By 1900 Joe Schuler had married a woman named Mary Fischer of Bohemian ancestry and they’d had three sons: Joseph (Josie), Fred (Freddie), and Anton (Tony). Fred Xavier Schuler was my grandfather and I think I look a bit like him (nothing to brag about). He operated Grandpa Schuler’s saloon but that doesn’t really tell the whole story. Grandpa Schuler had continued in the milk business (my dad used to claim that he was a technological pioneer in the field, being the first to use formaldehyde as a preservative in milk) and somehow had gotten involved in the St. Louis Republican political machine, in which he eventually became very influential.
The saloon or restaurant as it was sometimes called was right across the street from City Hall and Joe Schuler had managed to wangle contracts to feed the judges, inmates in the City Jail, and city hall workers. One of my dad’s first jobs was delivering food to the prisoners in the jail and the workers in the City Morgue. When he wasn’t more than 7 or 8 years old he’d pull his wagon, laden with covered plates, into the jail, the morgue, and other city offices.
By 1920 Joe Schuler was a Justice of the Peace and, according to family legend, each of his sons was handling one of the family businesses: Josie had the milk business, Fred had the saloon, and Tony was in politics. My grandfather had married a beautiful young woman, Esther Wagner, several years previously and Grandpa Schuler, my grandfather, my grandmother, and my dad, Fred, were all living above the saloon at 14th and Clark.
My dad was a rich kid in a very tough neighborhood. His playmates were young toughs and he, in his Little Lord Fauntleroy suit, got more than his share of bloody noses and bruises.
My dad grew up in a condition which might most charitably have been called neglect with the exception of his grandfather, Grandpa Schuler. Grandpa Schuler lavished attention (and money) on him as the only male grandchild. Josie had died without children and Tony had three daughters. My dad had his own car (a Model A) at an unconsionably young age.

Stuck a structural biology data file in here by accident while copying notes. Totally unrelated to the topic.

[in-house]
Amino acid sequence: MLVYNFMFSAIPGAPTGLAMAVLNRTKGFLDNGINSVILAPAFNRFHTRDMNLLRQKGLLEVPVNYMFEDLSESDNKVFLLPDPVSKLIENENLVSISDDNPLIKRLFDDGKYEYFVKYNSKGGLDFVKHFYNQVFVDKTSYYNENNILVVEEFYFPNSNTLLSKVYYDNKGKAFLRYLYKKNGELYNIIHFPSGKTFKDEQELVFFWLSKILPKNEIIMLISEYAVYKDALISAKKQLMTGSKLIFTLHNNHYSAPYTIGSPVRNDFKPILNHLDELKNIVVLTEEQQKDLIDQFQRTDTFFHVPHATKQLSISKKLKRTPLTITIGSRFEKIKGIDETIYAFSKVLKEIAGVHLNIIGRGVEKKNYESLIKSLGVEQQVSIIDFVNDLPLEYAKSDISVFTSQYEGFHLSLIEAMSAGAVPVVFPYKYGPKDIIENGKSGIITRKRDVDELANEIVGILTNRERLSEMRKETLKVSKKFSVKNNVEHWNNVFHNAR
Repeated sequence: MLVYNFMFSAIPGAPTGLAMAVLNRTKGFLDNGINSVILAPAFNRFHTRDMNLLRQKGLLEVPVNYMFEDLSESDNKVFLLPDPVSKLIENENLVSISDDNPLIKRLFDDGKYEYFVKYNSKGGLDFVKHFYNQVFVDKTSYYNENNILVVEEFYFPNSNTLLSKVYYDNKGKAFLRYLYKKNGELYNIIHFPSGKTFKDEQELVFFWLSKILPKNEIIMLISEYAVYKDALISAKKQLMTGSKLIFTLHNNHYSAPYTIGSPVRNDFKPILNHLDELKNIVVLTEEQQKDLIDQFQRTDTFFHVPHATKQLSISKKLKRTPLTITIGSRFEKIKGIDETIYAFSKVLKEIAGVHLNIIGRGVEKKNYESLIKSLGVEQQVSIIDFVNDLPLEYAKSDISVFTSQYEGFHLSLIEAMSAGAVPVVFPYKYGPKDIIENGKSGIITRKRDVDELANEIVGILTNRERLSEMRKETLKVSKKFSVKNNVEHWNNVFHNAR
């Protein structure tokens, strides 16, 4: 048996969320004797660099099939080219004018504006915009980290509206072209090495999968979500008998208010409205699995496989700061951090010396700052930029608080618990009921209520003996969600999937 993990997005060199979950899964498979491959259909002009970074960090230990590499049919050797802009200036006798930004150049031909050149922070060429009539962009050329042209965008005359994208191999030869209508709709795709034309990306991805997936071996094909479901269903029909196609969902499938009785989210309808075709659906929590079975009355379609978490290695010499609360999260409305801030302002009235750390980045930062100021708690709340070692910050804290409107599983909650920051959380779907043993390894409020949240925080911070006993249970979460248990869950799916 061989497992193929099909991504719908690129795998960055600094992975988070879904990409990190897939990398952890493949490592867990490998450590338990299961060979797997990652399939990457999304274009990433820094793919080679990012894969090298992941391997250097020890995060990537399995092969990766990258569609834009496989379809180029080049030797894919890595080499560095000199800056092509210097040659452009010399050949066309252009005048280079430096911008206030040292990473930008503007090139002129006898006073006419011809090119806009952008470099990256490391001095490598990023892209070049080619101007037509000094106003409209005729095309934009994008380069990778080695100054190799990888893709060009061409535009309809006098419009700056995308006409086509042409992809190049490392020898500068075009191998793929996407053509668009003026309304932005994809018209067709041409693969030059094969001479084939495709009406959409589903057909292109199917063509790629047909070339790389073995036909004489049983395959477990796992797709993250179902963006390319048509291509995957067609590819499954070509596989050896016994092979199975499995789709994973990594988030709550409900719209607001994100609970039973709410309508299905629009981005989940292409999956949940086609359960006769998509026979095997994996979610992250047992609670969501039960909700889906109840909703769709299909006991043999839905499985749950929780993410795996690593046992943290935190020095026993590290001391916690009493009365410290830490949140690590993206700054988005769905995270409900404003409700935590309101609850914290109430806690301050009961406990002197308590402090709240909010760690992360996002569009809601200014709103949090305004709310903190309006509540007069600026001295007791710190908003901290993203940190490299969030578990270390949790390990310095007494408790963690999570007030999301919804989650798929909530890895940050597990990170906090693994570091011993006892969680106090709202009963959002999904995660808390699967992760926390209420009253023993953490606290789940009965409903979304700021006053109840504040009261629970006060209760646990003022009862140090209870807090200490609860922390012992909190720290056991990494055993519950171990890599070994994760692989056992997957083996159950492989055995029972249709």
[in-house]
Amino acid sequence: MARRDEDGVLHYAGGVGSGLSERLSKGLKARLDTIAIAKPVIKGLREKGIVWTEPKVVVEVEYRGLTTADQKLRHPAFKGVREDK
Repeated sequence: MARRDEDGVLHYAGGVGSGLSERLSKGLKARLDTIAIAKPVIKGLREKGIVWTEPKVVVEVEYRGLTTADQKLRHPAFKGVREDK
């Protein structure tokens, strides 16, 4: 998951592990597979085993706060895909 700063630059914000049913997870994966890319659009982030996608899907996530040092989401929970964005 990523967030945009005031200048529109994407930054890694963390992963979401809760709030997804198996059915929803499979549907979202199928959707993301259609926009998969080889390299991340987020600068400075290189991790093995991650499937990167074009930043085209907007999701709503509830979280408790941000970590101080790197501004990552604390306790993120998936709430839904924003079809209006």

My grandfather died when my father was around 12. When my great-grandfather died three years later that left my dad effectively head of the family. A year later my dad graduated from high school (Roosevelt High School) and Grandpa Schuler’s money enabled my dad to attend college, law school, and travel to Europe—all during the Depression.
I’ve got a lot more to say about the Schulers and about my dad in particular. Like most of my ancestors they were characters. But, since I don’t want this post to achieve novel length, I’ll close with a single observation.
The experience of my Schuler ancestors differed in some quite notable ways from the typical immigrant experience. In each generation since leaving Europe at least one of the American Schulers has gone back to visit Switzerland. Aunt Agatha (Grandpa Joe’s sister), Cousin Agatha (her daughter), and my dad all visited our Swiss relatives. Consequently, we have more contact with and firsthand knowledge of our Swiss ancestors than is typical of Americans.
As the last male Schuler of my line, Joe Schuler’s last male descendant, I really should visit Sattel. I’ve exchanged emails with one of my distant Schuler cousins every now and again but I really owe it to myself to visit.